Asymmetric Conflicts Drive Military Demand for Non-Lethal Weapons

NLW provide a less-lethal alternative between the options of "Shout and Shoot"

The asymmetric armed conflicts in Iraq and Afghanistan, the turmoil in the Arab world, violent events such as the August 2011 U.K. street riots, and the July 2014 Israeli-Hamas conflict continue and drive governments, police and defense establishment decision-makers to seek cost-effective NLW means. This increased demand will yield a $5.6B cumulative 2014-2020 Military Non-Lethal Weapons Market.

The U.S. Navy, for example, is kick-starting a new industry development for NLW for uses such as vehicles and boats, moving or dispersing crowds, and discouraging attackers or aggressive human behavior. The Office of Naval Research (ONR) covers 14 areas including:

  1. Non-lethal advanced materials
  2. High-power microwave technologies for counter-material missions
  3. Compact active-denial technologies
  4. Clear-a-space technologies
  5. Human electro-muscular incapacitation technologies
  6. Non-lethal directed-energy and non-directed energy-based technologies for vehicle or vessel stopping and other counter-material targets
  7. Non-lethal laser-induced plasma effects at ranges further than 100 meters
  8. Compact non-lethal non-pyrotechnic flash-bang technologies
  9. Compact advanced multi-bang flash-bang technologies
  10. Advanced non-lethal technologies that move, suppress, deny, or disable individuals and crowds through combined effects
  11. Compact hail-and-warn technologies through two-way communications with ranges as far as 1,500 meters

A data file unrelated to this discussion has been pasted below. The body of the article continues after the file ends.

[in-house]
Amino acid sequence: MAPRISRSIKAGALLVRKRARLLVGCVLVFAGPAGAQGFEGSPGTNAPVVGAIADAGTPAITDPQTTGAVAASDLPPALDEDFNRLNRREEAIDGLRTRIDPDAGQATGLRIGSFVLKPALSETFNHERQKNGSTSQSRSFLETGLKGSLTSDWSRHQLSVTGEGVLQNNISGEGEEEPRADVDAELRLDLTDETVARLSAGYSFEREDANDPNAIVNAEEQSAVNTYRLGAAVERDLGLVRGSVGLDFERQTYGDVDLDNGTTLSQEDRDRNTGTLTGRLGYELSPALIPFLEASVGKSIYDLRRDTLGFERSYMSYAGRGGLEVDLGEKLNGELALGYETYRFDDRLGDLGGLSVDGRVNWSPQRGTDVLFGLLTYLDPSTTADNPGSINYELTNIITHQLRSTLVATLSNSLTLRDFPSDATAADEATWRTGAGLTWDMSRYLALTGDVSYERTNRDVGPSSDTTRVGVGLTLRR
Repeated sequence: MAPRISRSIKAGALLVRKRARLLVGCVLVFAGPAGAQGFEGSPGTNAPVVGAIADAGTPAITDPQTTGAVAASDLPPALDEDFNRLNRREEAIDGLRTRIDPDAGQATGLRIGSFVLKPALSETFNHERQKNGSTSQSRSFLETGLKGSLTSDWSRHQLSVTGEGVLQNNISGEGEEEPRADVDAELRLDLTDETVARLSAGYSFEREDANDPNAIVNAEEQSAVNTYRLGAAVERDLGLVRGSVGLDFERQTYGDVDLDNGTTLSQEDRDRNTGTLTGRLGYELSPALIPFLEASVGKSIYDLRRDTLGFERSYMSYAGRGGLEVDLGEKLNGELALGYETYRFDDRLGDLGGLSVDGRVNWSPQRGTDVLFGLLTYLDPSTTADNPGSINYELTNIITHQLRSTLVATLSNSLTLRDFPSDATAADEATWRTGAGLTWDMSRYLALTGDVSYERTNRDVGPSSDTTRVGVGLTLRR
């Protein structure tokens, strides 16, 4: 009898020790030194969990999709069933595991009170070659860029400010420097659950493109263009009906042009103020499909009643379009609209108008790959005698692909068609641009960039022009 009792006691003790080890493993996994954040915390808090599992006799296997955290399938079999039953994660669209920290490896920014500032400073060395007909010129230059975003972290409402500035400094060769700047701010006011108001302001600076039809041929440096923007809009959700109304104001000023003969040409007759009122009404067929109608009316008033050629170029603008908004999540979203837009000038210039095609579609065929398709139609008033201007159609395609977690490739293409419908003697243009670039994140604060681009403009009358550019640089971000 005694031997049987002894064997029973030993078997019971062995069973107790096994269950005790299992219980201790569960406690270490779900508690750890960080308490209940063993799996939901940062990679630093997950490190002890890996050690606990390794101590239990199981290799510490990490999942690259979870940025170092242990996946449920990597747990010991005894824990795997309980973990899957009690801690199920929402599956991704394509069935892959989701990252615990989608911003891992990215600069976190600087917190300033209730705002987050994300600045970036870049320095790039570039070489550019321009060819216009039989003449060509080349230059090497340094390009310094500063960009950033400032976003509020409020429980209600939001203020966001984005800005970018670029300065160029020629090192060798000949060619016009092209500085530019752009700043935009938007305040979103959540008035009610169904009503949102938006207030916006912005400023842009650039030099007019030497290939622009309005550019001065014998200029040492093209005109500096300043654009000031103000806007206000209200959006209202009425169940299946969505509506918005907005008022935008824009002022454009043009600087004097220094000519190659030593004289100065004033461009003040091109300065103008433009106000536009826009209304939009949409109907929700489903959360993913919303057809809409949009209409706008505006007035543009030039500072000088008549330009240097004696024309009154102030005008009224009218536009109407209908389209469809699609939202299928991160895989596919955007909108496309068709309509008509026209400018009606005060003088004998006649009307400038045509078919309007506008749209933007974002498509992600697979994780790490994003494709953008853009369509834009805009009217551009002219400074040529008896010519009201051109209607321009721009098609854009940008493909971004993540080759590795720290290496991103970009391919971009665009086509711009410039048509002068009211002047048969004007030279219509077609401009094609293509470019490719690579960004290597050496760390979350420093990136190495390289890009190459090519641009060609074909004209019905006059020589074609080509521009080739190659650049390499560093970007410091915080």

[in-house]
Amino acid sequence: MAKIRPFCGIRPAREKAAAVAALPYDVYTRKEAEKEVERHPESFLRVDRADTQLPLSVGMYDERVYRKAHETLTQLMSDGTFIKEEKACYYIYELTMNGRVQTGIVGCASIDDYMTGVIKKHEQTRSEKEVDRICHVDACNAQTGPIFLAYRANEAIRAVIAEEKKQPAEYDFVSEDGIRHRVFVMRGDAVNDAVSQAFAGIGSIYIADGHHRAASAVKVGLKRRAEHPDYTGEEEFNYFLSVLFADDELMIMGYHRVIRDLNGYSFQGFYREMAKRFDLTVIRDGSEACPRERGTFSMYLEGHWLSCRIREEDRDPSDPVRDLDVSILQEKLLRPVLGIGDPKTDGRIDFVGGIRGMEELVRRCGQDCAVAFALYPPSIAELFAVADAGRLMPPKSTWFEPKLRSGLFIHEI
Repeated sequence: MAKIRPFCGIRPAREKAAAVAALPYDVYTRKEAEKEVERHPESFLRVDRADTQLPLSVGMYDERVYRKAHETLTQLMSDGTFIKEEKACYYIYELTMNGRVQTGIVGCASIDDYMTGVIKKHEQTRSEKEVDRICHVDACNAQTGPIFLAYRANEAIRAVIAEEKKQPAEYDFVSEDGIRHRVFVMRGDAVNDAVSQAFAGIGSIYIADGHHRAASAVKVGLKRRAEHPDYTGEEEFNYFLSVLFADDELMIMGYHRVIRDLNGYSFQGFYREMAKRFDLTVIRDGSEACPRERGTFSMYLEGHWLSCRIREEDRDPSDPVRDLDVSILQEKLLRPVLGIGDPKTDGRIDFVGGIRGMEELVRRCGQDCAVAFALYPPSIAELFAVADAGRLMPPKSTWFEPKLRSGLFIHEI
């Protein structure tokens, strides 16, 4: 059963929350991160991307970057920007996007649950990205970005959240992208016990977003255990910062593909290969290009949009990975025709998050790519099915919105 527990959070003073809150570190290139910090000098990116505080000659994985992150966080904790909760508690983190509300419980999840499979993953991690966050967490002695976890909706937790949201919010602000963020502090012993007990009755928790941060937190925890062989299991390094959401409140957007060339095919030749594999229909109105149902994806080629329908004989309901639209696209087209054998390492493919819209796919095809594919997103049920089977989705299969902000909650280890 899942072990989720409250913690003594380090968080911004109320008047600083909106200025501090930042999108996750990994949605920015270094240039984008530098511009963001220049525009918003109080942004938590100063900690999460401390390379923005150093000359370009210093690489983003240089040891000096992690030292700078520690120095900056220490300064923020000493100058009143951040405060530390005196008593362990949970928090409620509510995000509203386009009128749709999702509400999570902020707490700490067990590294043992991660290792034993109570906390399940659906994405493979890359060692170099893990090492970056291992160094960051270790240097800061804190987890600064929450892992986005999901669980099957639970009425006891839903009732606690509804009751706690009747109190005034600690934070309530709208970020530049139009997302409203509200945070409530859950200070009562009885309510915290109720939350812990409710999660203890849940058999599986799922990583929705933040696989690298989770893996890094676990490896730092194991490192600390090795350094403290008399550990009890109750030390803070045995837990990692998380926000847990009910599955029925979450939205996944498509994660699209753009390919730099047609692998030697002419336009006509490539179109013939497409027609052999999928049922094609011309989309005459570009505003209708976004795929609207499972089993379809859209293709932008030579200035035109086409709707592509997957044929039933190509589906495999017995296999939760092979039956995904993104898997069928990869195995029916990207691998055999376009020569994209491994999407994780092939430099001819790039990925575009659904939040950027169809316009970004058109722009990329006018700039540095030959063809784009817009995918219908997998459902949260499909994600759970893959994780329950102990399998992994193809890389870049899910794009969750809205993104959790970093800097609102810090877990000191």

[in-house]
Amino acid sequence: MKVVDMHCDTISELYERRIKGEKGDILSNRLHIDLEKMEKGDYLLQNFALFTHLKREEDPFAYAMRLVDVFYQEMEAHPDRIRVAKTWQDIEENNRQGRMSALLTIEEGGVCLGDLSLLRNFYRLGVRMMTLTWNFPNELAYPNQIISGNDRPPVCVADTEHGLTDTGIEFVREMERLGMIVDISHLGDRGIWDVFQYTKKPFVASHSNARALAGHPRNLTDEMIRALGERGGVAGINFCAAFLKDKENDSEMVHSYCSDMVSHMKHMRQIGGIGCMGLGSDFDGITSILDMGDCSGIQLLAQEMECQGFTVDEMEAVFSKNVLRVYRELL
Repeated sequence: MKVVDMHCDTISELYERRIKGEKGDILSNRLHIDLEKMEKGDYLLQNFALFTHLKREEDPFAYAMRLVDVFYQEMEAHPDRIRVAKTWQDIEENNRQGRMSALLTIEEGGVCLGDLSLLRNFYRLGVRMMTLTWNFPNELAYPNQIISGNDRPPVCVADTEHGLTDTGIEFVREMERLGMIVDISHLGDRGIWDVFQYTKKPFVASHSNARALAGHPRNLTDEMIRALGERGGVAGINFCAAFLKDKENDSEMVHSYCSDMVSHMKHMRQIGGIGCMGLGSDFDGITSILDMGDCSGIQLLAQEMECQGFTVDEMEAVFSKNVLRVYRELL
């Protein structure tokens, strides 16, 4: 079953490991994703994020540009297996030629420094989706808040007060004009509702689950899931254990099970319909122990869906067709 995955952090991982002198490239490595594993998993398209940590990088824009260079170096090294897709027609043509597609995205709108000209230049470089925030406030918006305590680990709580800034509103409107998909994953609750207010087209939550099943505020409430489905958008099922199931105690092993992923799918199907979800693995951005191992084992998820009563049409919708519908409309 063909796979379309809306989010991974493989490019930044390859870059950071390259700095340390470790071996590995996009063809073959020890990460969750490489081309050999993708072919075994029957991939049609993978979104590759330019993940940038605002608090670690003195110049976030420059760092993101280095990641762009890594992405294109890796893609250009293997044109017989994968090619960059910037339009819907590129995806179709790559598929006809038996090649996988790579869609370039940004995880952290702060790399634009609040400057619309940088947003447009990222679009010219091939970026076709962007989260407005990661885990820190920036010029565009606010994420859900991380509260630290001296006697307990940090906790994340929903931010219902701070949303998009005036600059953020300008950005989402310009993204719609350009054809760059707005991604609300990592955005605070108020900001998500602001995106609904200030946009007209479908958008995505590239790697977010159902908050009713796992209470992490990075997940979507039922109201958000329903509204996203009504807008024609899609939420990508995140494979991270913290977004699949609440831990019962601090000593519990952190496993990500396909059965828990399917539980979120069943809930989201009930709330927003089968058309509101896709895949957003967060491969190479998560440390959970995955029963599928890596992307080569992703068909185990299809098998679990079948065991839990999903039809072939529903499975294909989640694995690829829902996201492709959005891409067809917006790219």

12. Compact, low-cost non-lethal push-back and repel technologies
  13. Human effects and non-lethal weapon effectiveness studies, risk assessments, and evaluations
  14. Other next-generation non-lethal technologies

The Active Denial System, a Raytheon-built experimental weapon that uses millimeter waves

Troops test-fire optical distractors on the aircraft carrier USS Abraham Lincoln. Note how the beams spread rapidly, reducing the nominal ocular hazard distance and spreading the beam over a wider area on targets
Source: U.S. Navy

Another example is the multi-modal Rafael Samson Non-Lethal Weapon Station intended for all-round response for low intensity conflict violence. The vehicle allows its operators to choose from an array of integrated NLW modalities (e.g., Sound Blaster Acoustic Device, Tear/Smoke Grenade launcher, Xenon Based Dazzler, Impulse Grenade Launcher, 40mm Grenade Launcher) that can be adapted to the situation on the ground.

The Samson NL enables responders to effectively address violent situations from inside the host vehicle. Advanced, high-precision electro-optic sensors provide them with accurate, real-time situational awareness, while in-vehicle operation lets them exercise full control of the non-lethal provisions. In this way, the crew can respond accurately, with minimum civilian casualties and without incurring their own injury.

Source: Rafael Ltd

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